By Malala Yousafzai with Christina Lamb
‘I am Malala.’ The autobiographer uses the first person address in the title of her book. It gives a strong sense of presence, courageously telling the whole world that she is not afraid to tell her story to all who hears her. It is a bold statement that reveals her confident personality and a strong, fearless character.
Malala is a Pashtun Muslim who was born after the birth of Pakistan – a newly formed state in West Asia that was unfortunately not blessed with any new fate of luck. All Malala had were a few good years of peace in her beautiful native homeland, before the Taliban came to wreak havoc in everyone’s simple life. Things began to go downhill and she had to start facing the harsh reality in life. The peace and beauty that used to reside in Swat Valley – her birth town – suddenly came to an end. Her sweet memories of childhood outings at the rivers and waterfalls remained reminiscent of how things were like before the times of the Taliban occupation.
Young as she was, Malala had an exceptionally positive outlook in life, which is not commonly expected of girls at the naive age of twelve. When the Taliban enforced a new restriction to ban girls from going to school, she ridiculed the bigoted rule and insisted on continuing with her studies amidst the chaotic decree. When the Taliban began the bombing of schools, she spoke up for her peers and challenged the acts of the terrorists. When she was forced to vacate her house with her family and leave for Mingora as Internally Displaced Persons (IDP), Malala was devastated not by the fact that she had to leave everything familiar and comfortable behind, but more by the fact that she was unable to bring along her schoolbag and books with her to the temporary lodging. It is impressive how education remained a stronghold in her heart even in the worst of times. ‘For the right of all children to education’ is what she envisions as the goal of the future Pakistan – one that she believes must be achievable regardless of what the naysayers say and all the troubles brewing in the country.
This vision might have been easily taken for granted by many of us living in the developed and first world nations; when placed in the context of a country with a longstanding history of upheavals, this vision proves to be a tall order. Notwithstanding these obstacles, it seems to be the case that Malala has just attained her first step towards achieving her selfless goal. The recent announcement of her receiving the Nobel Peace Prize of the year – the youngest ever recipient of this prize – tells of the world’s support for her belief and noble ideals (read more about the news here). Although Malala has only a simple wish of growing up to become a doctor, her supporters are pinning their hopes on her to become the next Benazir Bhutto – somebody who could step into politics and change the way Pakistan is being governed; a mother figure who could chase the Taliban out of the country once and for all; a visionary and enlightened politician who could ensure that education is finally placed as the priority for all children.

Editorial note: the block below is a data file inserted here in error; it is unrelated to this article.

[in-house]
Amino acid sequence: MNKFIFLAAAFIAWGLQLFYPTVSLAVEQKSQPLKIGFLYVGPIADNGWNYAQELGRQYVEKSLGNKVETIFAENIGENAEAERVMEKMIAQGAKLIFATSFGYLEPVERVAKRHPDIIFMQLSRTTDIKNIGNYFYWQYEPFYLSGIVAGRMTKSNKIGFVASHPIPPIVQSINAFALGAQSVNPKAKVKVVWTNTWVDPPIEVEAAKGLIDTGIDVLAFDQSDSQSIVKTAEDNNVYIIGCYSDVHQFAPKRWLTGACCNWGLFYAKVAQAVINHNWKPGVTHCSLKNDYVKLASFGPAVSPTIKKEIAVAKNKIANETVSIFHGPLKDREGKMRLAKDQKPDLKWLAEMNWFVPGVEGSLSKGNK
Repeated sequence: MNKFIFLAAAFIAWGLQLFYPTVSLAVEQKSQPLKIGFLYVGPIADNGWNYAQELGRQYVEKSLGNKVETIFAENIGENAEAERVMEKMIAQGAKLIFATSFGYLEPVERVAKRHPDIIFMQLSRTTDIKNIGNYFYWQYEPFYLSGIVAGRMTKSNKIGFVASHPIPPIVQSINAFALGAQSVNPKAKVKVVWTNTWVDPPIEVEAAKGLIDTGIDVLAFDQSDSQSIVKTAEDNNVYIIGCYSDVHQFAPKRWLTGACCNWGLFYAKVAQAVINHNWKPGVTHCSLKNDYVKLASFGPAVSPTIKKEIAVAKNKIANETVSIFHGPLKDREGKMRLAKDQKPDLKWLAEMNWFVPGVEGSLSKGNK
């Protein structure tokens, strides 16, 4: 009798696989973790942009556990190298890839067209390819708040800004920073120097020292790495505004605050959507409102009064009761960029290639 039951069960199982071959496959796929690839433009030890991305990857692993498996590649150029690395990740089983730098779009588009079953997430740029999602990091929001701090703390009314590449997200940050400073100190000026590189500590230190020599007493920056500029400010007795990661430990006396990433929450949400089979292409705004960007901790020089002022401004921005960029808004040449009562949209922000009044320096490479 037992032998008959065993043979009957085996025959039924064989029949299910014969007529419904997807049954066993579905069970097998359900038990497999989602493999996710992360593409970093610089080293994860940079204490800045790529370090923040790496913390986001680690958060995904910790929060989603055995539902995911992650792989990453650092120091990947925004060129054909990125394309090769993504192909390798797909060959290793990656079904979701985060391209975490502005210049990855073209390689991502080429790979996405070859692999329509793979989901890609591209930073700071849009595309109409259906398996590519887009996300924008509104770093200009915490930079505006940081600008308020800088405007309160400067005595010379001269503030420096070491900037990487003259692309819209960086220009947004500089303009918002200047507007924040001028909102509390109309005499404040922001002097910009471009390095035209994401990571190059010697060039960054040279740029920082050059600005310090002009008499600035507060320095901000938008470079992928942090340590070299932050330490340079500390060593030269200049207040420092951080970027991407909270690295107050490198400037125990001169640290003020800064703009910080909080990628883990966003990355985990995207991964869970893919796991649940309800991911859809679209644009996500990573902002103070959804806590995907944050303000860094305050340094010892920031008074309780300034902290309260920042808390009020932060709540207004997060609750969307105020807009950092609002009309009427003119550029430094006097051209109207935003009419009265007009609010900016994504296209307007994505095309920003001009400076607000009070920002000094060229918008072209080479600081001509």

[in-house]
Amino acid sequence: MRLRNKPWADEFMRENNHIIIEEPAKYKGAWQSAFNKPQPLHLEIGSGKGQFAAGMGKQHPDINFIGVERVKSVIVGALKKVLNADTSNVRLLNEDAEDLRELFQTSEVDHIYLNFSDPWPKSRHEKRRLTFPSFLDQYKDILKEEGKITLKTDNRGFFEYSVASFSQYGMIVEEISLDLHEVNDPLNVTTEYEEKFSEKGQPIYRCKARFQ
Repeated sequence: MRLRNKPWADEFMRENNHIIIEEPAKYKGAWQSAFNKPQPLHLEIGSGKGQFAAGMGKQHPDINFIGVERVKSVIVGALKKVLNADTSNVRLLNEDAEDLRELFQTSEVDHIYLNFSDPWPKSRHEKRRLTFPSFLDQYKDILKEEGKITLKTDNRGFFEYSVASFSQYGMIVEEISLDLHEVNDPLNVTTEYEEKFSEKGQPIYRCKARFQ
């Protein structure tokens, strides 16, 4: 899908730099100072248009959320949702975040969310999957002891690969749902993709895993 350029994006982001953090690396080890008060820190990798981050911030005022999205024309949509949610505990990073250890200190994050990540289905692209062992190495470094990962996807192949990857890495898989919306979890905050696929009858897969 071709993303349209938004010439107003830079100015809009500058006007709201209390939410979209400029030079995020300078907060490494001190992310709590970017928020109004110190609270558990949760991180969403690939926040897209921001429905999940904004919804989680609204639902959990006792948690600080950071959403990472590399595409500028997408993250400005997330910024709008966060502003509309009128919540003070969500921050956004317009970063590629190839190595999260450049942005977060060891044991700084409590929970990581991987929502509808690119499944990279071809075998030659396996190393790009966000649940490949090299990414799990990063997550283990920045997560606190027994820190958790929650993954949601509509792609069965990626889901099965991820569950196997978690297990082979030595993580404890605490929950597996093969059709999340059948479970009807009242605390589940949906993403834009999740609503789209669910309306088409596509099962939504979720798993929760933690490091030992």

‘I am Malala’ is a good read about a simple girl with a simple wish for the whole world. It narrates a tumultuous journey of how life is like in a troubled land filled with constant fears and watchful eyes. It teaches us about the value of education and how lucky we are to be living in this part of the world where girls have as much, if not more, rights than boys in many aspects of life. Most of all, it makes me reflect on how much we have taken education and peace for granted.
I hope Malala eventually achieves her goal of helping others obtain education in the pursuit of her ideals. I hope she fulfills her own goal of becoming a doctor too, so that the world can take similar stride in holding on to simple dreams in life as well.